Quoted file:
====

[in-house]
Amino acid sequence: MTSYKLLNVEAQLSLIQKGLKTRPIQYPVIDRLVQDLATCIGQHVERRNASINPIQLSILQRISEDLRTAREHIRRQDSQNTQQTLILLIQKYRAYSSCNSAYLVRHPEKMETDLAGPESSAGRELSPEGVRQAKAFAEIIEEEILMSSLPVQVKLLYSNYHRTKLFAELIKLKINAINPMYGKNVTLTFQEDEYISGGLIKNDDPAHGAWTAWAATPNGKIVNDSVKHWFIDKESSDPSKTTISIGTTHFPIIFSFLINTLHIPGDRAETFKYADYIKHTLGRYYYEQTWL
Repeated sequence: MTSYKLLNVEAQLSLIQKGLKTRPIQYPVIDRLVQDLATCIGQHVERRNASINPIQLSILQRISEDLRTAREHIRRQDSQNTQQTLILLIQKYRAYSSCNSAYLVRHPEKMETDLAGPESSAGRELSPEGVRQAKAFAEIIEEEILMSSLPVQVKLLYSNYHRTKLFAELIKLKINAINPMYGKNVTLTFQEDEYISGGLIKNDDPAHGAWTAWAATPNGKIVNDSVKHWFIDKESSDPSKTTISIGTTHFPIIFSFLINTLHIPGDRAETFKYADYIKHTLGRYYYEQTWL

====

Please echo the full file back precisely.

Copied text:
[in-house]
Amino acid sequence: MTSYKLLNVEAQLSLIQKGLKTRPIQYPVIDRLVQDLATCIGQHVERRNASINPIQLSILQRISEDLRTAREHIRRQDSQNTQQTLILLIQKYRAYSSCNSAYLVRHPEKMETDLAGPESSAGRELSPEGVRQAKAFAEIIEEEILMSSLPVQVKLLYSNYHRTKLFAELIKLKINAINPMYGKNVTLTFQEDEYISGGLIKNDDPAHGAWTAWAATPNGKIVNDSVKHWFIDKESSDPSKTTISIGTTHFPIIFSFLINTLHIPGDRAETFKYADYIKHTLGRYYYEQTWL
Repeated sequence: MTSYKLLNVEAQLSLIQKGLKTRPIQYPVIDRLVQDLATCIGQHVERRNASINPIQLSILQRISEDLRTAREHIRRQDSQNTQQTLILLIQKYRAYSSCNSAYLVRHPEKMETDLAGPESSAGRELSPEGVRQAKAFAEIIEEEILMSSLPVQVKLLYSNYHRTKLFAELIKLKINAINPMYGKNVTLTFQEDEYISGGLIKNDDPAHGAWTAWAATPNGKIVNDSVKHWFIDKESSDPSKTTISIGTTHFPIIFSFLINTLHIPGDRAETFKYADYIKHTLGRYYYEQTWL